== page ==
Port Elizabeth - A fire believed to have started in the kitchen at the Tsitsikamma Cattle Baron restaurant at Storms River Mouth left the building and the adjoining shop completely gutted by Saturday morning.
The fire, which broke out late on Friday afternoon, spread quickly and was soon out of control, sending flames and smoke high into the evening air at the Tsitsikamma section of the Garden Route National Park.
The park was originally founded in 1964 and incorporates 80km of rocky coastline with spectacular sea and landscapes, valleys covered in Fynbos, forests and gorges that lead to the sea.
SA National Parks spokesperson, Nandi Mgwadlamba, said park staff had immediately responded to assist in bringing the fire under control and a helicopter had also been dispatched to prevent the fire spreading into the adjoining forest.
Mgwadlamba said the rest of the park's facilities had not been affected by the fire and people could still access the popular trail to the suspension bridge over the river mouth, which starts behind the restaurant.
"We are on site and are busy with mop-up operations. An investigation will be conducted to establish the exact cause of the fire as well as to determine the extent of the damage, but the restaurant and shop have both burnt down," she said.
Big blow to local business
Mgwadlamba said the fire was a big blow ahead of the December holiday season, as a portion of the restaurant's income was paid over to the park.
"We will, however, be looking at what temporary structures can be put in place for both the shop and the restaurant," she said.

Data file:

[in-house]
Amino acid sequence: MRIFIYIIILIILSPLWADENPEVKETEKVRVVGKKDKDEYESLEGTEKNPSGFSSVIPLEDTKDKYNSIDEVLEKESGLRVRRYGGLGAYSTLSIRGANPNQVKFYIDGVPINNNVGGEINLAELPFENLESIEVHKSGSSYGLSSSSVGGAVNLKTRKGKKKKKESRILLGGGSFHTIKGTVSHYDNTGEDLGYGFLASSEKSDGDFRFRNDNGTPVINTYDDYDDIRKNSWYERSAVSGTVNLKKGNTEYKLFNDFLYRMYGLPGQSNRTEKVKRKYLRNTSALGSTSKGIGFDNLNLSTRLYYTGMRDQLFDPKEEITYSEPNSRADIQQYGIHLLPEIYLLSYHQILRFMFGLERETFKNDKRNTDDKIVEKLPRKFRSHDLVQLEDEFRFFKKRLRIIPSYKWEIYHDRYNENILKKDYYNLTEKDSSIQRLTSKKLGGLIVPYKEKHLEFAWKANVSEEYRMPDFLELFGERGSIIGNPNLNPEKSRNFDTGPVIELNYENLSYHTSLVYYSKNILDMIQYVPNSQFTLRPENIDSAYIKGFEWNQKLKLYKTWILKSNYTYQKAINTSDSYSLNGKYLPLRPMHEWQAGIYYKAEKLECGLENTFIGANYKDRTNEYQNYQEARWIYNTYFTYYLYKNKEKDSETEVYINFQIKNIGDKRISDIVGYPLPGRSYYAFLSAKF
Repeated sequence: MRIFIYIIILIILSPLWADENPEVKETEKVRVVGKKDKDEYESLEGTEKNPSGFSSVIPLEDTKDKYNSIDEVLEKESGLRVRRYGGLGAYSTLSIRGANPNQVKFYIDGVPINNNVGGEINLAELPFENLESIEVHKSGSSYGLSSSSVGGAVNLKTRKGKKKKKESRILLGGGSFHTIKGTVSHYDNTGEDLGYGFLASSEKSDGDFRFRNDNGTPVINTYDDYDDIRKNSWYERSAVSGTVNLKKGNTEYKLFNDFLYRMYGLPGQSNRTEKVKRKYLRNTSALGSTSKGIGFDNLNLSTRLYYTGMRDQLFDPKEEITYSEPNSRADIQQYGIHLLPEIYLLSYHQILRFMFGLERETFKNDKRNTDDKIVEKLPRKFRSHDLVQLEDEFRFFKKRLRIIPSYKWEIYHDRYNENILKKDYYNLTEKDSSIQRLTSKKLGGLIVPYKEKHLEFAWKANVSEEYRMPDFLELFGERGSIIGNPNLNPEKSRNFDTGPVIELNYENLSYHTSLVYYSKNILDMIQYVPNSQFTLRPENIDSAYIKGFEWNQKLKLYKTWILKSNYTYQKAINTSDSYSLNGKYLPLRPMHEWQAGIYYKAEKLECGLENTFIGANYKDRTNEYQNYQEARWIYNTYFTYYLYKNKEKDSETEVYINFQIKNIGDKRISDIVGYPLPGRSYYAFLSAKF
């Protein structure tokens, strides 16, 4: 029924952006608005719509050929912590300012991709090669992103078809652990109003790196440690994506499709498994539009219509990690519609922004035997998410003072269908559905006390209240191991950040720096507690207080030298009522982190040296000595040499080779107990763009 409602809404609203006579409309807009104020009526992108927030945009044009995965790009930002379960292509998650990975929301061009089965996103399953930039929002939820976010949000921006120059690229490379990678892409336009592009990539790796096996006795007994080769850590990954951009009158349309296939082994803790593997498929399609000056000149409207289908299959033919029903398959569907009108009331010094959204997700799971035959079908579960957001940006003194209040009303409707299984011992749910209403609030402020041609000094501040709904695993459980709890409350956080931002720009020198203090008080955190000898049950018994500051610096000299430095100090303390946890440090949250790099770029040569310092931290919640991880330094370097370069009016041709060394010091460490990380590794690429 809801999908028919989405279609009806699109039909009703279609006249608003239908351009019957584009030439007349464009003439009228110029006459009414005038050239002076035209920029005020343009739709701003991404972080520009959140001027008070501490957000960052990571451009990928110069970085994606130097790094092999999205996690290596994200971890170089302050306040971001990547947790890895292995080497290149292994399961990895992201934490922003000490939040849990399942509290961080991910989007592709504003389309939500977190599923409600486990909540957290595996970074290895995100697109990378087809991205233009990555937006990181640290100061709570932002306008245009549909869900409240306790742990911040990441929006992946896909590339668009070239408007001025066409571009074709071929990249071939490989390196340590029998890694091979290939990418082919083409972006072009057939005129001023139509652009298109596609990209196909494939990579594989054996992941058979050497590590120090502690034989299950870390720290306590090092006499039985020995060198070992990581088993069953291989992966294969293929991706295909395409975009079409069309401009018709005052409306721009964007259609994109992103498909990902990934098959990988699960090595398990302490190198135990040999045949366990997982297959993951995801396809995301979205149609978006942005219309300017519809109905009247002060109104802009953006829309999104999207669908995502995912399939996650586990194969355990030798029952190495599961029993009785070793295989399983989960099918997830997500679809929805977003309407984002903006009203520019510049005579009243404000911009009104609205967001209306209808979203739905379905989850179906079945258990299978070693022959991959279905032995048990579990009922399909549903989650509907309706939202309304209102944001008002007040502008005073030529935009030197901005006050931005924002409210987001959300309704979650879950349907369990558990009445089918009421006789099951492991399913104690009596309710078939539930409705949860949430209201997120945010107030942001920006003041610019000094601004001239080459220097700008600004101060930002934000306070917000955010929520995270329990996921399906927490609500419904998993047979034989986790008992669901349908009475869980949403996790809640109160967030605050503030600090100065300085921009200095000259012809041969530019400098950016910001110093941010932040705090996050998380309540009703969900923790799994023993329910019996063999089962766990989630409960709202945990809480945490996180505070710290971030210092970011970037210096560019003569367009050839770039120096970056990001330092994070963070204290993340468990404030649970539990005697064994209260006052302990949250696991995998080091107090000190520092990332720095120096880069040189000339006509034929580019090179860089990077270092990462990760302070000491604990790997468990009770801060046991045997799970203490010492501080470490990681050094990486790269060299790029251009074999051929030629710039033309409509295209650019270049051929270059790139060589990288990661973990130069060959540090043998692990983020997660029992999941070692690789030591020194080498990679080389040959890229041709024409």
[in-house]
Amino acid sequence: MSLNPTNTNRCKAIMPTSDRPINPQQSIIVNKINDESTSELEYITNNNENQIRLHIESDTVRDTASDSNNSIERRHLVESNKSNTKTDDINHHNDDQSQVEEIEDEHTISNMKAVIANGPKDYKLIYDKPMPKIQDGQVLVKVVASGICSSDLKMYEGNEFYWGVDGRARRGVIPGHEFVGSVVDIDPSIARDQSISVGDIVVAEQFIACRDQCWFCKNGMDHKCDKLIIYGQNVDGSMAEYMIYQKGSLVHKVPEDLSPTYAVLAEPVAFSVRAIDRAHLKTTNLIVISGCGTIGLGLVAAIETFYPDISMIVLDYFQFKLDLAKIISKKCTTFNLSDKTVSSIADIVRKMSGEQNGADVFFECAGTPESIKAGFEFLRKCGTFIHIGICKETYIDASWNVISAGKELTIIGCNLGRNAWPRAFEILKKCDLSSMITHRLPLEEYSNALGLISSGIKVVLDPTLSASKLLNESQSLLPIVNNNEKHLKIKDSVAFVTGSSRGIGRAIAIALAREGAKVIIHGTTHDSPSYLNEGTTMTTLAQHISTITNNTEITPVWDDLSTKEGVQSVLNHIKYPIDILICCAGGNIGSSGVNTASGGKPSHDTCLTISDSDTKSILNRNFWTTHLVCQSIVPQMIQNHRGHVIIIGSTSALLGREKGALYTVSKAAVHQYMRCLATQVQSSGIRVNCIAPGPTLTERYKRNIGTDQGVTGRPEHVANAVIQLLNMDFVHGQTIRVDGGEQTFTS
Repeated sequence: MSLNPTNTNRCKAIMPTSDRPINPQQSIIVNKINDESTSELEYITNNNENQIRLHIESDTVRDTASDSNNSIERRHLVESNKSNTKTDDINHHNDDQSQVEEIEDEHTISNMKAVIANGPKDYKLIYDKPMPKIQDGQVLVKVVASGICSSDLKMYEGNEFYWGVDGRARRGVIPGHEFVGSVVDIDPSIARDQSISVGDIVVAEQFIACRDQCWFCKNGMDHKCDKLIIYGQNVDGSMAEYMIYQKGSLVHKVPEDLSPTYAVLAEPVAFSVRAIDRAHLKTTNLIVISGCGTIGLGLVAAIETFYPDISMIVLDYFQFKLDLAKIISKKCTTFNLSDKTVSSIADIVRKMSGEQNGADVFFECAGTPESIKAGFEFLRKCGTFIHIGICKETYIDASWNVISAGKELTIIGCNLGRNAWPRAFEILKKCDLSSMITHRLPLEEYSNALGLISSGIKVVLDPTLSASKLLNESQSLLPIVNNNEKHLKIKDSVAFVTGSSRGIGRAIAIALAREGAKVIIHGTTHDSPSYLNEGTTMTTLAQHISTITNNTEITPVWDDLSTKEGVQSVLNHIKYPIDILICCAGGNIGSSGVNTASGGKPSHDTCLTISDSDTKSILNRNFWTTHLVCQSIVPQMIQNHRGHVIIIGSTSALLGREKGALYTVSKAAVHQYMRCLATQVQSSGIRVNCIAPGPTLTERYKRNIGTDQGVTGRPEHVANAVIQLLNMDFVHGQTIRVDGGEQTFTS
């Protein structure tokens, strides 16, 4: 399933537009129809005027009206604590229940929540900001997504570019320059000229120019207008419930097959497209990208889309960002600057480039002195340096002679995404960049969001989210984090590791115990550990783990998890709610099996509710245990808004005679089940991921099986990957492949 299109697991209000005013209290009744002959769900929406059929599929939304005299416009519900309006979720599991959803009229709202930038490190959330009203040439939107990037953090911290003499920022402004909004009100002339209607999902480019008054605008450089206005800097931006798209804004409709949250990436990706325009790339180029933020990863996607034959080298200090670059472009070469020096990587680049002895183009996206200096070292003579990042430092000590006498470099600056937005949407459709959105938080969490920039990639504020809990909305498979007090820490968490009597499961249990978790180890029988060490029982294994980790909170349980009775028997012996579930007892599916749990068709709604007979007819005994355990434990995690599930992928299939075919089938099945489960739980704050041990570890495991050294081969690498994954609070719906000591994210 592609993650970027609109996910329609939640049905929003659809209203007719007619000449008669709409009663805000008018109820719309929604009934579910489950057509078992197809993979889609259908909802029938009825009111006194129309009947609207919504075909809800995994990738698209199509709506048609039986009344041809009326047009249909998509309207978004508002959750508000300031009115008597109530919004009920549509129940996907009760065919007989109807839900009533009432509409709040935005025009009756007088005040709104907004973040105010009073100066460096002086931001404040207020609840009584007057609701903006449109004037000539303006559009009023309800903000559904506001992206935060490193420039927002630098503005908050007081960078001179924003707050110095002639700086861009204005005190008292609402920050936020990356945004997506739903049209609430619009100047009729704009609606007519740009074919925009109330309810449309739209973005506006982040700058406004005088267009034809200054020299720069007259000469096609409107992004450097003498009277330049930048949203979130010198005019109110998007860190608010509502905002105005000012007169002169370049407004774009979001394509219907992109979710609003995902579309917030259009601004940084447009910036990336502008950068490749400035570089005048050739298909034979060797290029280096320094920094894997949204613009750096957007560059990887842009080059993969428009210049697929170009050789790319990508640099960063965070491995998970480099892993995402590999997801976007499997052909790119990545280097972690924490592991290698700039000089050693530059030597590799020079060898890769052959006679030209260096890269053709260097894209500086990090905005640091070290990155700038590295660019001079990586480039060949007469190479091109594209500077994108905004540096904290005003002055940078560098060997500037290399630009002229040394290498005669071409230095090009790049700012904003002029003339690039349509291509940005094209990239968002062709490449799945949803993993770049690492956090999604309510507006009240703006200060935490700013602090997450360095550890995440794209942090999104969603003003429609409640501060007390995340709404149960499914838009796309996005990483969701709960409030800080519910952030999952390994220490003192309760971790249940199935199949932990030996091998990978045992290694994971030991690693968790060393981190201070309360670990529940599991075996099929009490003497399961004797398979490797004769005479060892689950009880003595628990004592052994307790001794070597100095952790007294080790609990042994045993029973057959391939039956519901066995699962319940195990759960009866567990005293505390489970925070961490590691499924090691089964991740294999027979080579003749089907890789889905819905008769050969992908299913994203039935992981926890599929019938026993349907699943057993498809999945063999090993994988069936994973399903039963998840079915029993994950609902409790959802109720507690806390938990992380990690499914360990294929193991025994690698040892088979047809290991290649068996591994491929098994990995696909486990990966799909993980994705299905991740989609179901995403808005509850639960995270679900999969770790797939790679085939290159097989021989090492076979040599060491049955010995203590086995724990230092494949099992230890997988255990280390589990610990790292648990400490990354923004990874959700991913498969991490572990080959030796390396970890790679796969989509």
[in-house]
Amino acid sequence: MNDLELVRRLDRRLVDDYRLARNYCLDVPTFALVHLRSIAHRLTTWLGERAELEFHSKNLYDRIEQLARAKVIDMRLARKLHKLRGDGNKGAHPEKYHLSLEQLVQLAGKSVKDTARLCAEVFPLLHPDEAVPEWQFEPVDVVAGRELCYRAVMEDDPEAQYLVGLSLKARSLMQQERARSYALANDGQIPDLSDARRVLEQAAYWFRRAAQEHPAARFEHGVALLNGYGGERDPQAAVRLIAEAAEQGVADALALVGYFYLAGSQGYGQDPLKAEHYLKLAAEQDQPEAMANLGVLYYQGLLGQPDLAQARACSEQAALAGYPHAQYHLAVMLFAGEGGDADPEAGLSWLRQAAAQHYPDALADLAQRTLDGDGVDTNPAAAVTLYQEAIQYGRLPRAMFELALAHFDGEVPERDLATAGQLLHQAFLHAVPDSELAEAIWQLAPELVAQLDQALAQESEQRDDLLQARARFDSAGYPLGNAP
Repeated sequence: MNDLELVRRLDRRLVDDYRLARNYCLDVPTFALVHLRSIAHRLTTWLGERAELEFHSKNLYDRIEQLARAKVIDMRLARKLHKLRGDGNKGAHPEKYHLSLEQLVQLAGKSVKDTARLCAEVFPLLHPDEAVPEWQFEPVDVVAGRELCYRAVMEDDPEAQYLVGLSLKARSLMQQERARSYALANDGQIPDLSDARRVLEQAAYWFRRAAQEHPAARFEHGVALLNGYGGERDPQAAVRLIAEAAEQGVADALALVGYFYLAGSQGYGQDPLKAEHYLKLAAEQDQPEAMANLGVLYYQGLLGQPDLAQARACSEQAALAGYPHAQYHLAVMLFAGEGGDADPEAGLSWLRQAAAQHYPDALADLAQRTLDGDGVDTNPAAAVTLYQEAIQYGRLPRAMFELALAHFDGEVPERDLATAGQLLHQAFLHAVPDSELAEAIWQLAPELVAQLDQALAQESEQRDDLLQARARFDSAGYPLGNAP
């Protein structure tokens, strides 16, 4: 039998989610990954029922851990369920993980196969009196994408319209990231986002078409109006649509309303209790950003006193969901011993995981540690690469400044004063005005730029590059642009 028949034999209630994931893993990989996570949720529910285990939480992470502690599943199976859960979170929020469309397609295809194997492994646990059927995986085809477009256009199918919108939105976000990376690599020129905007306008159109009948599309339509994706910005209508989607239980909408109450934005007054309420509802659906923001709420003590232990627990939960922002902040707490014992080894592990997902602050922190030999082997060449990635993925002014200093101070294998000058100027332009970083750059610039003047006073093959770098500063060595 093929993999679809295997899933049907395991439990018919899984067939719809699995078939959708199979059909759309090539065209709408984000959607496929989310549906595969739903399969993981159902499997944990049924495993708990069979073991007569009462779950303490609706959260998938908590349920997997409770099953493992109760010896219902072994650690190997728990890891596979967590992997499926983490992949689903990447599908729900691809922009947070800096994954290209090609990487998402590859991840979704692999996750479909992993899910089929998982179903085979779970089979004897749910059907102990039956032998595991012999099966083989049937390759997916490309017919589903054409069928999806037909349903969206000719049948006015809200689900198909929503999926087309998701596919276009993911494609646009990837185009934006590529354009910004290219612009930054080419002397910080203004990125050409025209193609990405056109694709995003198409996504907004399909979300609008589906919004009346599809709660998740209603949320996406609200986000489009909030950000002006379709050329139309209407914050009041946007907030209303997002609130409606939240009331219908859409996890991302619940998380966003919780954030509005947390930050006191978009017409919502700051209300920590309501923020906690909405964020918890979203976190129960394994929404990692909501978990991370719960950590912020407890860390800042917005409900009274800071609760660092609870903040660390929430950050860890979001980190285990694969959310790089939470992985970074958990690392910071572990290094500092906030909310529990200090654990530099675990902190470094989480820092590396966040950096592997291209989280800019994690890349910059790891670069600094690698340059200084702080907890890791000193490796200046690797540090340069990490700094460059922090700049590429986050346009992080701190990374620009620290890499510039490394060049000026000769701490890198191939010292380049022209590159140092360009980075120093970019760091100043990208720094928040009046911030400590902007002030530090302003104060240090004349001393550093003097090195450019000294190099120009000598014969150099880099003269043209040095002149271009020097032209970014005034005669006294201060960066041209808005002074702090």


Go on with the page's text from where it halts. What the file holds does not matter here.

Philip Muller, the CEO of FreshSold Farming and Agriculture, a producer of lettuce and other produce in the area, said the fire was also devastating for the local business community.
"Tsitsikamma Cattle Barons was the biggest and most popular restaurant in the community. It is a shock and loss not only for the employees and employers of Tsitsikamma Cattle Baron, but also a loss to the community and surrounding areas," he said.
Muller said FreshSold was a big supplier to the restaurant and had already planted thousands of units of produce to cater for the restaurant's peak season from November to March next year. That stock could now potentially go to waste.
Will not affect Park activities
Mgwadlamba said she did not foresee the fire having a major impact on December bookings, as the chalets in the park were self-catering. She also pointed out that the ablution facilities for day visitors, which are next to the building that burnt down, had not been damaged by the fire.
In 2007, a devastating bush fire swept through the park and set the tourist pathway to the suspension bridge alight, resulting in the lengthy closure of this popular tourist attraction.